Study evaluates acute urinary retention after sling surgery for management of post-RP SUI

Cheryl Guttman Krader, BS, Pharm

Cheryl Guttman Krader is a contributor to Dermatology Times, Ophthalmology Times, and Urology Times.

Acute urinary retention is not uncommon among men who undergo placement of a proprietary transobturator sling (AdVance) for management of postprostatectomy SUI. Still, it is rarely persistent, according to a recent study.

Acute urinary retention is not uncommon among men who undergo placement of a proprietary transobturator sling (AdVance) for management of postprostatectomy stress urinary incontinence. Still, it is rarely persistent, and it is not predicted by findings from preoperative urodynamic studies, according to the results of a recently published retrospective study.1

“Urodynamic studies are often performed prior to surgical intervention for postprostatectomy stress urinary incontinence, but their ability to predict urinary retention following male sling placement is unknown,” said Eric S. Rovner, MD, study investigator and professor of urology, Medical University of South Carolina, in Charleston.

“The results of our study, which to our knowledge is the largest to date to assess postoperative urinary retention following AdVance Sling placement, suggest that if urodynamic studies are being done preoperatively ONLY with the aim of predicting retention, then this investigation is probably not needed. Nevertheless, urodynamics studies still have a role if their purpose is to assess other issues, such as filling abnormalities,” he told Urology Times®.

The study included 391 patients who underwent placement of the AdVance Sling during the years 2007 to 2019. Approximately three-fourths of the patients (n=303, 77.5%) had preoperative urodynamics performed. Median follow-up for the entire cohort was 18.1 months.

Acute urinary retention, defined as an inability to urinate or elevated postvoid residual (PVR) after the first removal of the urethral catheter resulting in an invasive intervention, occurred in 55 (14.1%) men. The majority of those patients were recatheterized (87%), and the rest were treated with clean intermittent catheterization.

Three-fourths of the patients with acute urinary retention had resolution of the problem by their second postoperative visit. Among the 13 patients whose urinary retention persisted, 6 patients, representing 1.5% of the total cohort, had chronic urinary retention at their last follow-up visit. All 6 men were being treated with clean intermittent catheterization.

Comparisons of the preoperative characteristics in the groups with and without acute urinary retention showed no statistically significant differences in their demographics, comorbidities, previous interventions, radical prostatectomy approach, or incontinence severity. Within the subgroup that had urodynamics studies, there were no significant differences between men with and without acute urinary retention in average maximum flow rate (Qmax), detrusor pressure at Qmax (PdetQmax), PVR, bladder contractility index (calculated using the formula PdetQmax + 5 x Qmax), or presence of impaired contractility (defined as BCI <100).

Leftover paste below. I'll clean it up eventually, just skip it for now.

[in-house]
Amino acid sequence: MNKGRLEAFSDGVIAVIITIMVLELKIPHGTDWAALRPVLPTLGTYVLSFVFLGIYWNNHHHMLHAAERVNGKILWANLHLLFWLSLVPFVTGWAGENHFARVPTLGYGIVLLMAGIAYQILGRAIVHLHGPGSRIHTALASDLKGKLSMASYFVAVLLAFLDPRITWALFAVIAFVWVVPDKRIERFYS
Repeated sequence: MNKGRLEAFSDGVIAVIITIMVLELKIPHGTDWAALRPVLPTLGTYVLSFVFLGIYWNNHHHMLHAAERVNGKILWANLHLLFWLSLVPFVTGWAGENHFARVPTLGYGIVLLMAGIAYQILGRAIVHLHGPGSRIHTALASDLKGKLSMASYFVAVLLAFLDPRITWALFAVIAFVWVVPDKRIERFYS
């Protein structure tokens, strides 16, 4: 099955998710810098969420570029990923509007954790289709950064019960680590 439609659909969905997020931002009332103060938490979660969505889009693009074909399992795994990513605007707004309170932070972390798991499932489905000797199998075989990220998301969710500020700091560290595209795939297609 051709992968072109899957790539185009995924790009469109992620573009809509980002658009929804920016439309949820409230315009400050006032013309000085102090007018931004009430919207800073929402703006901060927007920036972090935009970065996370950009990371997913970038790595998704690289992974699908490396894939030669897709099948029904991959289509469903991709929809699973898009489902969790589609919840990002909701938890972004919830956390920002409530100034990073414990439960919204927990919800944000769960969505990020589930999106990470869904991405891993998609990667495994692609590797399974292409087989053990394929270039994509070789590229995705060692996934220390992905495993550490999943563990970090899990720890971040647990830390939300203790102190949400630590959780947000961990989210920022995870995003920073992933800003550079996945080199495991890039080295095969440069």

Mean time to initial catheter removal was significantly shorter in men who developed acute urinary retention than in those who did not (2.8 vs 4.6 days; P = .002). In a univariate regression analysis, earlier postoperative catheter removal was the only explored factor that independently predicted postoperative acute urinary retention. The risk was 17% lower in men whose urinary catheter was kept in longer than 2 days after the sling procedure compared with the group that had an earlier void trial (P = .003).

“Neither impaired bladder contractility nor abnormal voiding detrusor activity (absence of detrusor contraction during pressure flow, presence of Valsalva voiding or low detrusor pressure at maximum flow) were predictive of acute urinary retention following sling placement,” Rovner said.

Rovner noted that the study has several strengths. These include its multicenter design, a large patient population with a significant proportion of men who had preoperative urodynamics studies, and significant follow-up time.

But the study also has limitations, some of which are inherent to both its retrospective and multicenter design. Additionally, the version of the male sling that was the focus of the study is no longer commercially available.

“Preliminary work suggests that the urinary retention rate following placement of the currently marketed AdVance XP Male Sling System may be slightly higher than the version used in our study. The difference is speculative, however, because there are no direct comparisons,” Rovner said. “It would be worthwhile, therefore, to conduct a prospective study of retention following placement of the newer version of the sling.”

Reference

1. Zheng Y, Major N, Silverii H, et al. Urinary retention after AdVance Sling: a multi‐institutional retrospective study. Neurourol Urodyn. Published online December 21, 2020. doi:10.1002/nau.24591